Releasing Symantec's 2009 Global Small and Mid-sized Business (SMB) Security and Storage survey in Australia and New Zealand today, executives for the security vendor said security breaches included instances where information has been subject to unauthorised access, often where the data is lost, stolen, or hacked.
Steve Martin, SMB director at Symantec told iTnews that, by contrast, only 29 per cent of companies in the US and 27 per cent of SMBs in Canada experienced breaches.
"There are a couple of reasons for those differences," he said.
"Some of these companies don't have their own IT staff therefore they don't have the knowledge or skills to keep their security up-to-date.
"Also, companies in the US are governed by data mandatory disclosure law, which is in place in several states across the country."
Martin said the law required an organisation to inform their customers of any loss of their personal information.
The law gave organisations a myopic view on IT security and forced organisations to invest in the right protection.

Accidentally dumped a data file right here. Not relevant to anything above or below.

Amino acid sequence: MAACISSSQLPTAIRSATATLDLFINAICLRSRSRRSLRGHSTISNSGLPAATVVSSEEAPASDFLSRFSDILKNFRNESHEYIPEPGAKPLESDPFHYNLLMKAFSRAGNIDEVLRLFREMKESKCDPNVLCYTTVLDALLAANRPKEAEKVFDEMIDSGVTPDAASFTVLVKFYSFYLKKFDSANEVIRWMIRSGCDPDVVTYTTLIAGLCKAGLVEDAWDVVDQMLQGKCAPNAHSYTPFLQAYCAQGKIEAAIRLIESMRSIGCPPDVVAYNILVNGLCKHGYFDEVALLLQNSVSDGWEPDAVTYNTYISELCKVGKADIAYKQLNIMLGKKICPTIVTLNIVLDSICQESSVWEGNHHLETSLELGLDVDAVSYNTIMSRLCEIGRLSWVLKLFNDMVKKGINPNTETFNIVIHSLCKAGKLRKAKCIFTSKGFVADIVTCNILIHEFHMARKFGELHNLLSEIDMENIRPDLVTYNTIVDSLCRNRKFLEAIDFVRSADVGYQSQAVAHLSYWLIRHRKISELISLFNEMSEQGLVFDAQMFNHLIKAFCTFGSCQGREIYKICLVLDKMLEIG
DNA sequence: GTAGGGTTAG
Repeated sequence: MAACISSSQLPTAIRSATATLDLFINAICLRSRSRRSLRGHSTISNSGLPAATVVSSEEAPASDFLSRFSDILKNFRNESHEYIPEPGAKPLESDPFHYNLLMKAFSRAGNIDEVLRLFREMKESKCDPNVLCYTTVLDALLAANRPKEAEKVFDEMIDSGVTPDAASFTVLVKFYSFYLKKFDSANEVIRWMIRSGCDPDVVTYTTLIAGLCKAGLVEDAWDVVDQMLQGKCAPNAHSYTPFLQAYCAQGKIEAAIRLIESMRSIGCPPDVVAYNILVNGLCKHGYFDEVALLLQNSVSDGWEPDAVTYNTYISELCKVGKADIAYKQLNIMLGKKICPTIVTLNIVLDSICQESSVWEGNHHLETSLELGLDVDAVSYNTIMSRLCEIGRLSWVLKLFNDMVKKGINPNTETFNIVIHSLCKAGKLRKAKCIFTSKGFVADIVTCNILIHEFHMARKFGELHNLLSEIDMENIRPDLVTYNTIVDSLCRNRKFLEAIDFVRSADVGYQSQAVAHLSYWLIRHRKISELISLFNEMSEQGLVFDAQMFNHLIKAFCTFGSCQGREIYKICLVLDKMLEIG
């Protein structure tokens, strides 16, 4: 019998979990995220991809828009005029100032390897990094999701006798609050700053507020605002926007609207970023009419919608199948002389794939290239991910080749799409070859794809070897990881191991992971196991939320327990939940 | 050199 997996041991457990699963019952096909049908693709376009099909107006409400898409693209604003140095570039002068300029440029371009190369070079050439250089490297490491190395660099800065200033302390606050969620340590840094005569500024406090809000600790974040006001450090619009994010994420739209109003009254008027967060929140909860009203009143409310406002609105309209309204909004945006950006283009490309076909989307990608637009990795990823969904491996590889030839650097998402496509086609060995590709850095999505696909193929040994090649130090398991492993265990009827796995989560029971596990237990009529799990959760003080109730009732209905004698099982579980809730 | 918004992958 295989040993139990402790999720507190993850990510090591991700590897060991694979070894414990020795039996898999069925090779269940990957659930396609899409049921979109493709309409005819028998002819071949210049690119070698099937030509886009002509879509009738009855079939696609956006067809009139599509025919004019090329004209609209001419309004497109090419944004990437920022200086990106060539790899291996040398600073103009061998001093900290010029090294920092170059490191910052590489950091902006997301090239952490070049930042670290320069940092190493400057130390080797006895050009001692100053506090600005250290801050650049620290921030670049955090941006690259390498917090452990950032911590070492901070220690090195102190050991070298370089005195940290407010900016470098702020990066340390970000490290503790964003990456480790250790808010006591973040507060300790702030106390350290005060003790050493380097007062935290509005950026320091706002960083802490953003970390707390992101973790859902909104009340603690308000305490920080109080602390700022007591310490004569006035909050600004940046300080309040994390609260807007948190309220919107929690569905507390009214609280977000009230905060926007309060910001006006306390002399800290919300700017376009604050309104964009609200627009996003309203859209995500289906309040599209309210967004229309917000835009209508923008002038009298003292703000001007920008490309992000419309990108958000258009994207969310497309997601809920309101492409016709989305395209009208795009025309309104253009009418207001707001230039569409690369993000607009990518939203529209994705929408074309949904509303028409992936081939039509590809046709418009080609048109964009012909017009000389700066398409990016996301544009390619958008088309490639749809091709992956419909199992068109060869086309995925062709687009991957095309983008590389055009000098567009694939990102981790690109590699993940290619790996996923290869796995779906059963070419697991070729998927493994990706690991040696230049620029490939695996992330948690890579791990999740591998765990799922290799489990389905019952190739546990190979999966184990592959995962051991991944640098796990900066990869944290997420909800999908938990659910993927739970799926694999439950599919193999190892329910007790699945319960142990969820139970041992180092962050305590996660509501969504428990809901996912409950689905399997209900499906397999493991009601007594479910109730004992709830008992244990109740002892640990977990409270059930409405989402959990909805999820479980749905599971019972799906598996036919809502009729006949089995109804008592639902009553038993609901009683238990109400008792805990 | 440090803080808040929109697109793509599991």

However in Australia there are no such mandatory disclosures and therefore data protection isn't in the forefront of an SMB's mind.
"The current privacy laws in this region were written 23 years ago by Justice Michael Kirby when there was no Internet or mobile phone," he said. "The Australian Law Reform Commission is looking at some three hundred changes to local privacy laws, which includes data disclosure. The proposed changes are currently with Senator John Faulkner and there should be results by the end of this year, so organisations can move forward."
Symantec 2009 Global SMB Security and Storage Survey drew responses from 1,425 small and medium businesses in 17 countries with 100 responses from Australia (50) and New Zealand (50). The size of companies of respondents ranged from 10 to 500 employees.